Thursday, May 31, 2012

The Market is an Instinctual Beast

31 May 2012

I've been thinking about the behaviour of markets lately. While there is a theory of "rational markets," I don't think it can be defended.

Better Mr. Keynes' trenchant observation, "Markets can remain irrational a lot longer than you and I can remain solvent!"


Rather, I argue that markets are instinctual beasts.

Having had years of experience horseback riding in the Canadian Rockies, I can attest that the horse is a very instinctual animal. It is also unstoppable when under the immediate influence of instincts such as "fight or flight," "startle," or "running with the herd." As the average horse weighs a half ton, basically, you don't stand in the way of an instinctual beast that is many times your own weight.

So too, we should not stand in the way of the market when its instincts are triggered. You have to "go with" the market, though obviously we can "steer" by choosing where we place our investments!

Another image of the market as an instinctual animal references the seasonal instincts of the birds. Right now, the robins are building their nests. As I have about 300 trees surrounding my home, I'm seeing lots of robin activity, right now. A naive investor might therefore conclude that the best place to invest is in nest-building materials.

However, as the seasons change, the instinctual behaviour of the robins will alter as well. Based on my own experience, after nest-building comes the territorial defense of the anticipated, and then the newly-hatched young.

And of course, the seasons change again, as they do in their cycles, and soon enough, all of the seasonal brids will leave, flying south. Those invested in nest-building materials will experience a "bear market."

Then it shall be widely assumed by the market that, as robins no longer live here, robins simply aren't a good investment. Until, of course, they return the following spring. The instinctual beast does not think that far ahead!

And so it goes with the markets.

Bill Fleckenstein observed this week, "the market is playing checkers, not chess." It thinks ahead, but only in somewhat obvious ways.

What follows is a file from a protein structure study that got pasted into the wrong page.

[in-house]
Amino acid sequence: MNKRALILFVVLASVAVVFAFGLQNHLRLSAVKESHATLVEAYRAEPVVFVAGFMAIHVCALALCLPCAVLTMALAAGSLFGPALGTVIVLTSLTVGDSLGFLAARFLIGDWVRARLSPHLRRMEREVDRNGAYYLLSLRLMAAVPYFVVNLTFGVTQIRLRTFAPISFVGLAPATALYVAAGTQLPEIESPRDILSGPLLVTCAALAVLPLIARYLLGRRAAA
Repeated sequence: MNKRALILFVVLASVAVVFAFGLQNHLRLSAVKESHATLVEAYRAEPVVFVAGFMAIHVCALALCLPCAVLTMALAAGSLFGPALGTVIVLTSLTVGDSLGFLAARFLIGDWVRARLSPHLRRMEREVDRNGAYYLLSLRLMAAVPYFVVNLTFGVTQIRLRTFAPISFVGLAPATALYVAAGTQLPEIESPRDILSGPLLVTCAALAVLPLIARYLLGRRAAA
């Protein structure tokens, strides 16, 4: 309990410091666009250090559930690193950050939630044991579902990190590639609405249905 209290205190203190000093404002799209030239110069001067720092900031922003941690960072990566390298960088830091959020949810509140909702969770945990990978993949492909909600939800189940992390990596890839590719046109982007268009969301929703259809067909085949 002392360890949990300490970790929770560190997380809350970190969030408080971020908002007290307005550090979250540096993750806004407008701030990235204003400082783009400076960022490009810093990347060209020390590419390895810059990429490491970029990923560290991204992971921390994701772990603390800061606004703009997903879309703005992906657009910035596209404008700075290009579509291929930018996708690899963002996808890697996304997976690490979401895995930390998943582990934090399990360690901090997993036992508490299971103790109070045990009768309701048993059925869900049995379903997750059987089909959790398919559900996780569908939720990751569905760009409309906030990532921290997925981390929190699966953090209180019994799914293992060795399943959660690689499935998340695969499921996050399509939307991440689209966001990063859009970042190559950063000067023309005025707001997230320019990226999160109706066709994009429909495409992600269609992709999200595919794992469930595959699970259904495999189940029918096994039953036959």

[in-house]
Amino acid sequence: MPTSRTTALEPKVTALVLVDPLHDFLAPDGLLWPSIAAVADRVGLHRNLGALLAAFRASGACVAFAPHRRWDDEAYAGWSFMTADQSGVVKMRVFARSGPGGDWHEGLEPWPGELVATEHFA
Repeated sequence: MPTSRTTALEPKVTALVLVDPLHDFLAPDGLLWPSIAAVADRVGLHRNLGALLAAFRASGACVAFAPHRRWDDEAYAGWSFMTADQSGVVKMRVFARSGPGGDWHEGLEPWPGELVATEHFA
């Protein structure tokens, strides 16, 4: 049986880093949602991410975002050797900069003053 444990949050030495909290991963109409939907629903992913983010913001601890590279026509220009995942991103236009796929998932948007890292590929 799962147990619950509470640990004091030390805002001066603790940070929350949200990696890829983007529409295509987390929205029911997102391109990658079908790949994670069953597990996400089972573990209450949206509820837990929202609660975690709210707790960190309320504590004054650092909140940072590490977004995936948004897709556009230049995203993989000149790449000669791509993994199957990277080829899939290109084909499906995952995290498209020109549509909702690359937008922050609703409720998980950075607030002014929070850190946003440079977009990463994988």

My present take is that the markets have been in a so-called "risk off" mode since 1999-2000, which involves moving out of equities and into government and other bond instruments. (In fact, the original move to bonds occurred with the ascent of Paul Volcker at the Federal Reserve, as, due to his influence, the prime rate peaked at 21.5% in December 1980, though that is another story.)

Now it is no secret that inflationary monetary policy relies on low interest rates to enable the jugglers to keep all their bowling pins in the air.

Of course, when inflation is in vogue, debts accumulate, and ultimately, this undermines the foundation of the bond market, as investors grow concerned about inflation eating away at their investment (as governments rely on monetary inflation to make debt repayment "affordable").

Bond buyers then demand higher interest rates as a "risk premium." This is what's happening in Greece, Spain and Italy right now. But countries with printing presses are accorded continuing low rates, as we are all willing to pretend - for a season - that inflation is not real.

Now it is my prediction that the seasons of the market will change yet again - it would hardly be surprising to anyone with a historical view. I suggest further that with the next seasonal transition, the markets' instunctual responses will also shift - and dramatically so!

When the robins have flown south, bonds will be viewed as vulnerable to devaluation by inflation (it's already happening, as I've written many times, but we simply pretend it's not).

The "risk off" instinct towards bonds has prevailed for 12 years, with a seemingly solid 20-year foundation unde
lying the recent era of the dominance of bonds. But this season, too, shall change, as all seasons do.

Now, when the instintual behaviour of the market next shifts, what should we expect?. In my view, bonds will become the next "risky" asset, and investors will begin to flee them in droves, with bonds emerging as "the next bear market." Today's ultra-low, even record-low bond interest rates will prove unsustainable, just as did investing in the nest-building business.